The other day, I was interviewed by up and coming ya author Victoria Scott regarding Collection Development.  Collection development is, of course, one of the biggest parts of our job.  Although, ironically, I once worked at a library that put together a spread sheet of how much time you should spend each week of your 40 hours doing what and they allotted 1 hour a week to collection development. This was, of course, a pretty absurd time table.  It takes a lot of time to read reviews, put together carts through your jobber, weed collections, etc.  All of this helps us reach our primary goal: having collections that teens want to check out and read.

It must seem to others like some type of a magical process . . . new books keep appearing in the library.

Are you up for the Slupree challenge? (Heather Booth)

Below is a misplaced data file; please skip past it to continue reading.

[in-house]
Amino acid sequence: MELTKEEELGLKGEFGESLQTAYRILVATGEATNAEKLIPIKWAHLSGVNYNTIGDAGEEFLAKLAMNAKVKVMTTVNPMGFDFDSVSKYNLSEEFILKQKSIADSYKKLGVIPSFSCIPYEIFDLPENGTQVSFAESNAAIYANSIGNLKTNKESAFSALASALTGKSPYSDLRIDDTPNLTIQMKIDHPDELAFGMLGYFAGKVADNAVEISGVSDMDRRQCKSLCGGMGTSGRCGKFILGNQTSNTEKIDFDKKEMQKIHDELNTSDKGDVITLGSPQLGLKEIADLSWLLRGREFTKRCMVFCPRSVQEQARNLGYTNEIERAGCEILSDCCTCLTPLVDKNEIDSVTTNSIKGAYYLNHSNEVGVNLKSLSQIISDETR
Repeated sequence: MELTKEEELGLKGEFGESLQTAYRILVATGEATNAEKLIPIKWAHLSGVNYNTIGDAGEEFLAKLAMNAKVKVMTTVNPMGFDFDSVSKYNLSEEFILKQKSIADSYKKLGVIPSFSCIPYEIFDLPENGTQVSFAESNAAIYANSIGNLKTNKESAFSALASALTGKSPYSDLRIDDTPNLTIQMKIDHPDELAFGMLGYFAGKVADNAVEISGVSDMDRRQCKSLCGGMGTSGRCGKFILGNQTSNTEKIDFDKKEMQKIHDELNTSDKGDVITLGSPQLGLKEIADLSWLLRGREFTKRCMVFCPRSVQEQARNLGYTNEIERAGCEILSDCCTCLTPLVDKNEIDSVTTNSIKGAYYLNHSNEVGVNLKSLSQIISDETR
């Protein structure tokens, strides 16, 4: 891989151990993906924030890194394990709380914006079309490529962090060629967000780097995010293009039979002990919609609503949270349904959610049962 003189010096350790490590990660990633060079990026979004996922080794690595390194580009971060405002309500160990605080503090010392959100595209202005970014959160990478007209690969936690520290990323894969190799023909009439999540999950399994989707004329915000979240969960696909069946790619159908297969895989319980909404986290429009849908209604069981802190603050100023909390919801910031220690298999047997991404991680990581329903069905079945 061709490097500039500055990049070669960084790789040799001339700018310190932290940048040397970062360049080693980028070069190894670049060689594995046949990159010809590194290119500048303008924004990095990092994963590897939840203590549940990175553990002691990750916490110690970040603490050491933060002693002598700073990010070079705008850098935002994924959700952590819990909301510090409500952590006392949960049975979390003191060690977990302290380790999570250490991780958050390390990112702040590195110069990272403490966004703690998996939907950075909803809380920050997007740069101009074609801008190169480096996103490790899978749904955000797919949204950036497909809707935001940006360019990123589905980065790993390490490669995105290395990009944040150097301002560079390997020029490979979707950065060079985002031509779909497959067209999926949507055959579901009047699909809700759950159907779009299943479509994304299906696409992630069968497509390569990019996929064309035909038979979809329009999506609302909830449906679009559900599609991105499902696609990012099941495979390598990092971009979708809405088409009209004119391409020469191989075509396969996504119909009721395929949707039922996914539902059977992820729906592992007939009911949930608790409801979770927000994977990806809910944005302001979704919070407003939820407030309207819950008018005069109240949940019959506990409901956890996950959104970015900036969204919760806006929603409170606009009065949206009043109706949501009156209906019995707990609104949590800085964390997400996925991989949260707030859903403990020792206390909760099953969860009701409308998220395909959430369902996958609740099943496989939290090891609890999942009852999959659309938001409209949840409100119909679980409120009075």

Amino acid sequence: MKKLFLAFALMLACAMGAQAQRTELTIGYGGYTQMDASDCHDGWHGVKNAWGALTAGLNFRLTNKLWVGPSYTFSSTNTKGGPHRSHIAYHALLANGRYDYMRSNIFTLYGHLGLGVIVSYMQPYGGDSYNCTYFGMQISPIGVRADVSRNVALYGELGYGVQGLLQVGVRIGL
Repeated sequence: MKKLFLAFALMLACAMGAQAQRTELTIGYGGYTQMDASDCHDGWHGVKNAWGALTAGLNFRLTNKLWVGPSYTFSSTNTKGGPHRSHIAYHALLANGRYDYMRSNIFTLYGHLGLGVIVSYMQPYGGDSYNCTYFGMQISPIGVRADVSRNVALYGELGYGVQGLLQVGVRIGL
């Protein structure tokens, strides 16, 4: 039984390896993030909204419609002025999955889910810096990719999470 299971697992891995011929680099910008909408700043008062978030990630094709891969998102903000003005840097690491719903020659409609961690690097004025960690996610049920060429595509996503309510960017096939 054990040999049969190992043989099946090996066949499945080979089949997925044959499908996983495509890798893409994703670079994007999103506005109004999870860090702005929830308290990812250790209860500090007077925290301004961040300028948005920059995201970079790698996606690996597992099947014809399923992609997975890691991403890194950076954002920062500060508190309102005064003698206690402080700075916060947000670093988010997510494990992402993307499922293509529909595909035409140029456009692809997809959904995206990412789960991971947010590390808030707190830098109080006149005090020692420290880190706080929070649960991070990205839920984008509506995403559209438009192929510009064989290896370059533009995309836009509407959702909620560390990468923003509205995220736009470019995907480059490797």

My library is in the process of examining our services and revamping our marketing strategy.  We’ve done surveys and focus groups and had lots and lots and lots of meetings.  It can be an interesting process to take a close look at why we’re doing what we’re doing, how to do it better.  I’ve been especially interested in the intersection between underutilized services and unmet needs, and it’s at this crossroads that my summer pet project was born. 

Are you up for the Slurpee challenge?

Wednesday, June 20, 2012

Meet the New Kids on the Blog

Stephanie Wilkes, co-blogger extraordinaire, and I are happy to announce that we have two new regularly contributing members here at TLT.  So we go from three . . .